“It is inadequate for the bishops merely to express moral disapproval of such criminal acts, because moral disapproval is easily set aside as a subjective judgment which can be legitimately contested…. These acts must be named as publicly verifiable and culpable breaches of international law, if what is happening in Gaza is to be truthfully described.

“The bishops’ statements fail to give an adequate recognition of the larger historical and political context of sustained Israeli oppression of Palestinians, since at least the 1967 illegal occupation…. There is ample verifiable evidence to support the bishops’ issuing a fuller and franker acknowledgement of the scale, intensity and recent harsh escalation of Israeli state oppression of Palestinians.

“Our aim is to urge our bishops to think again on this issue…. and to speak more credibly and robustly, into a calamity in which Britain is itself deeply implicated historically. As leaders of a church which continues to defend its status as a national church, our motion is an invitation to the House of Bishops to use that unique platform more courageously to speak truth to power on this question, and to send a much more powerful message of Christian solidarity to the people of Gaza, who feel alone and abandoned by many western churches.”

‘Israel ignores the ICJ’s orders for restraint with impunity’

“The bishops’ statements are deficient in at least two fundamental respects. (1) They fail specifically to condemn Israeli military actions as clear violations of international humanitarian law – as war crimes.

“Rightly, the October and December statements condemn Hamas’s brutal attack on Israel on 7 October; the October one calls it a ‘violation of international law’.

The October statement, however, does not condemn Israel’s counter-attack, calling on us only to ‘reflect’ on it. It calls on Israel to adhere to international humanitarian law, but does not charge it with already breaking such law…. None of the three statements yet explicitly call the actions of the Israeli Defence Forces (IDF) by their name, that is, war crimes.

“What has unfolded in Gaza is not, as the first two statements put it, a mere ‘humanitarian catastrophe’. It is the result of actions by the IDF that, as early as 26 October, were considered by leading legal practitioners and academics, in a letter to the UK government, to be serious violations of international humanitarian law.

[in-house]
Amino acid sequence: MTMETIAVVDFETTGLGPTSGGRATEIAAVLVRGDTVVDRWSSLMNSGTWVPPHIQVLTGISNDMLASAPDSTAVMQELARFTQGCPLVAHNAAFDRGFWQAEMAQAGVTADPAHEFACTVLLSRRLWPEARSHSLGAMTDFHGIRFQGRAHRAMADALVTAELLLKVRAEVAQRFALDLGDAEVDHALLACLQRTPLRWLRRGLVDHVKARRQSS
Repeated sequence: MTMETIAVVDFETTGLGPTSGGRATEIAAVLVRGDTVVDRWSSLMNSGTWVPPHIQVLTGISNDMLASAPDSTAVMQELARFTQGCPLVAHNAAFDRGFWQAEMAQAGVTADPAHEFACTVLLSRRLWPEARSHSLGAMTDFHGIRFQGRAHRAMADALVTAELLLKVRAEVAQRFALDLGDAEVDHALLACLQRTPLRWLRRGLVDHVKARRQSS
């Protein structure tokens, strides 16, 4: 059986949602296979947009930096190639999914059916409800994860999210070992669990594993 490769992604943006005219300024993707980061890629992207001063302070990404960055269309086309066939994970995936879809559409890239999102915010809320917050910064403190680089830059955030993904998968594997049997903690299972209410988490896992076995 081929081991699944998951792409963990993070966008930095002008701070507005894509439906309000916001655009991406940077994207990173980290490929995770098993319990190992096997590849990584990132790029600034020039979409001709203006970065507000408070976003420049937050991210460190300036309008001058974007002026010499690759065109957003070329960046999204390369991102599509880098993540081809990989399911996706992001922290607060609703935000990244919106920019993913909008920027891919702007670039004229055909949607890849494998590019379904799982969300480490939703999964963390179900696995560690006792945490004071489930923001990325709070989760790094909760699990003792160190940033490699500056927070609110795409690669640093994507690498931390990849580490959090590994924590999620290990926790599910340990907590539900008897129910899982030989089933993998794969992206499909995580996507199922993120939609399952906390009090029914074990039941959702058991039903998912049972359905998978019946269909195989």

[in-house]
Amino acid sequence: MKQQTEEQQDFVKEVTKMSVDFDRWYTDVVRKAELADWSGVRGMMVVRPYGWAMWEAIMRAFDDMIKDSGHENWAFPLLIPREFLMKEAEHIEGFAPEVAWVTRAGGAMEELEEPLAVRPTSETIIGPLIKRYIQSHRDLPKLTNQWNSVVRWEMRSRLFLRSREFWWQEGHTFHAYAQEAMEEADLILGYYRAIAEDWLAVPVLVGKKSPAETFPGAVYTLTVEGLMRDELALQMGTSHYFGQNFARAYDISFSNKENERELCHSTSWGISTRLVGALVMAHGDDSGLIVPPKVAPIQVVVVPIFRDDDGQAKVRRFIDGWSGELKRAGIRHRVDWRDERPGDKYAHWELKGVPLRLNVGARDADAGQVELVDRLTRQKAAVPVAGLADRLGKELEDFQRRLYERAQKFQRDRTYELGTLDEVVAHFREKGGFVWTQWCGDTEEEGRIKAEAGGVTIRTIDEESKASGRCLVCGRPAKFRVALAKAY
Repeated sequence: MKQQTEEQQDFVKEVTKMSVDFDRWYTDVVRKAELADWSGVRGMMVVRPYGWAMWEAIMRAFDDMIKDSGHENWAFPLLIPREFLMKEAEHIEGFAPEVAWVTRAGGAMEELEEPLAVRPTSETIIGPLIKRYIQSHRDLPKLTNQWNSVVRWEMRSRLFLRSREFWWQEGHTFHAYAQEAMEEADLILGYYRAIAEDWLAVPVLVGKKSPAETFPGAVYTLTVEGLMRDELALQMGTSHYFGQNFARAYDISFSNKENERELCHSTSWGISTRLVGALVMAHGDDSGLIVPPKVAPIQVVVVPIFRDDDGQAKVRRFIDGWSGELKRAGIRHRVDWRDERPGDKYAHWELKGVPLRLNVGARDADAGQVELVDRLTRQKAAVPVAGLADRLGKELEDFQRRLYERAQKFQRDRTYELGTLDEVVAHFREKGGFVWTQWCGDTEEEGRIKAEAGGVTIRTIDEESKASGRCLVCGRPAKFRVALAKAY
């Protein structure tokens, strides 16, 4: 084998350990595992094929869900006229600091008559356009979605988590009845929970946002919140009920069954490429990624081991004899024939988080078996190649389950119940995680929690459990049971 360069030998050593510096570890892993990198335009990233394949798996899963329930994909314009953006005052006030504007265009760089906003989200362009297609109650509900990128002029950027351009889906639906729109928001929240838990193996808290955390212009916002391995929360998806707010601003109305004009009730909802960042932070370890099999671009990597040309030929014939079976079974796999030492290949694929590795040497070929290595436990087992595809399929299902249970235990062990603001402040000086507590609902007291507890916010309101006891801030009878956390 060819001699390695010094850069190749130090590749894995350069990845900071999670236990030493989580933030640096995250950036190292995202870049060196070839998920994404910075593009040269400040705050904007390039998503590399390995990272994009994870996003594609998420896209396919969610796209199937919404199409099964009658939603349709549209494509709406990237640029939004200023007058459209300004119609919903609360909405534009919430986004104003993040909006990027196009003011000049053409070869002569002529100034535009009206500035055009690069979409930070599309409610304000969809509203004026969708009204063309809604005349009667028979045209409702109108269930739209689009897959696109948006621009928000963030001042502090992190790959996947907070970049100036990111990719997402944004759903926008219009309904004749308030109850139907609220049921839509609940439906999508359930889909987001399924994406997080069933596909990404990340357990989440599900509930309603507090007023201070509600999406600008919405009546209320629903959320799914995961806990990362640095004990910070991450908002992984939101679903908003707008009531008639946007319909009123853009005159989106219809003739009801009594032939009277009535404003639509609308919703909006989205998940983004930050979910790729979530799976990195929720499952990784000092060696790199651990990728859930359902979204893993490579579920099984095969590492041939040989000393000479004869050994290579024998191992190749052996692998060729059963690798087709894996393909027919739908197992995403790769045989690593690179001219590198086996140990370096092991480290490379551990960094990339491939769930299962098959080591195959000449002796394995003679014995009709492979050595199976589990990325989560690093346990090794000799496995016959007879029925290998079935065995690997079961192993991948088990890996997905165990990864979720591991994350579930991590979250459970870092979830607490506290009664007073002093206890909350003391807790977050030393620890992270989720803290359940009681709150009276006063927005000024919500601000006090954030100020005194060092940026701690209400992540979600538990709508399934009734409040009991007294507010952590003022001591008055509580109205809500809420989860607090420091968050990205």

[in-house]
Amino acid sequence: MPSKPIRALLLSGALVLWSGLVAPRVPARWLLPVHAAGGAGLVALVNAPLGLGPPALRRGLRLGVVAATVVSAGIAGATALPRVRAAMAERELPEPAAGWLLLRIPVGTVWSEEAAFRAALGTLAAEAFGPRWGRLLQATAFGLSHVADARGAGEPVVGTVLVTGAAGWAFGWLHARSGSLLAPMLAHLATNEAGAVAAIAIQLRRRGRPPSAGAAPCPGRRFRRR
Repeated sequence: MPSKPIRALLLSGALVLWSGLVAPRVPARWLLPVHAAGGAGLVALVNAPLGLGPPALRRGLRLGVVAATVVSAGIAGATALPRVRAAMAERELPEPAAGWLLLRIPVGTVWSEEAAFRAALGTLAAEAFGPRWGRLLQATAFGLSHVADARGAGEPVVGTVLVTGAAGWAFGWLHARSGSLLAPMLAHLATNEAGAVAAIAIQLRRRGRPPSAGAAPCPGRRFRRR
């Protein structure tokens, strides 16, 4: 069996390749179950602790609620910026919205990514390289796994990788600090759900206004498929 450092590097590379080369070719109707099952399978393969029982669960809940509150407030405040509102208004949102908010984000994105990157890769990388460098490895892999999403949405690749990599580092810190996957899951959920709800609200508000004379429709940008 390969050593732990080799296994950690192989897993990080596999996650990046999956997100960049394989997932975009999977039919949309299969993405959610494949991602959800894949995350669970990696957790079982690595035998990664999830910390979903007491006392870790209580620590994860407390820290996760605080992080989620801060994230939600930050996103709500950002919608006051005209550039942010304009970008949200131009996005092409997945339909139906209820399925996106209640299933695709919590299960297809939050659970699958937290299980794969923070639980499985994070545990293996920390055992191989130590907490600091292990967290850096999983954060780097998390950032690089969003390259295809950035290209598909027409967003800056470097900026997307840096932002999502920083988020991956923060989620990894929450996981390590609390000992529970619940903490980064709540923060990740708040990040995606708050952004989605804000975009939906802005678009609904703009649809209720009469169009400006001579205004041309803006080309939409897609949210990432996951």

“Such law emphatically excludes the kind of disproportionate and indiscriminate bombardment of civilian populations, and civilian infrastructure such as homes, hospitals, mosques, churches, schools and universities, that the IDF have been daily engaging in, not to speak of its ongoing drastic curtailment of essential supplies to civilians and its attempt to force the removal of half of Gaza’s population to the south while continuing to bombard that area indiscriminately as well.

“Today, as has been amply documented by UN bodies, by humanitarian organisations, and by the media, as a result of the continuing brutality of the IDF, the scale of civilian suffering is catastrophically worse than it was when the lawyers’ letter was first published. Today, Israel simply ignores the ICJ’s orders for restraint with impunity.”

‘Bishops are silent on Palestinians’ right of resistance and fact that Hamas attack did not happen in a vacuum’

“In their October statement, the bishops pre-emptively and uncritically affirm ‘absolutely’ Israel’s ‘right to defend itself’, repeating the latter phrase in December and February. But Francesca Albanese, the UN special rapporteur for the West Bank and the Gaza Strip, has pointed out that a state cannot claim a ‘right to self-defence’ under international law – which refers to invasion by a foreign power – against a territory which it is belligerently occupying.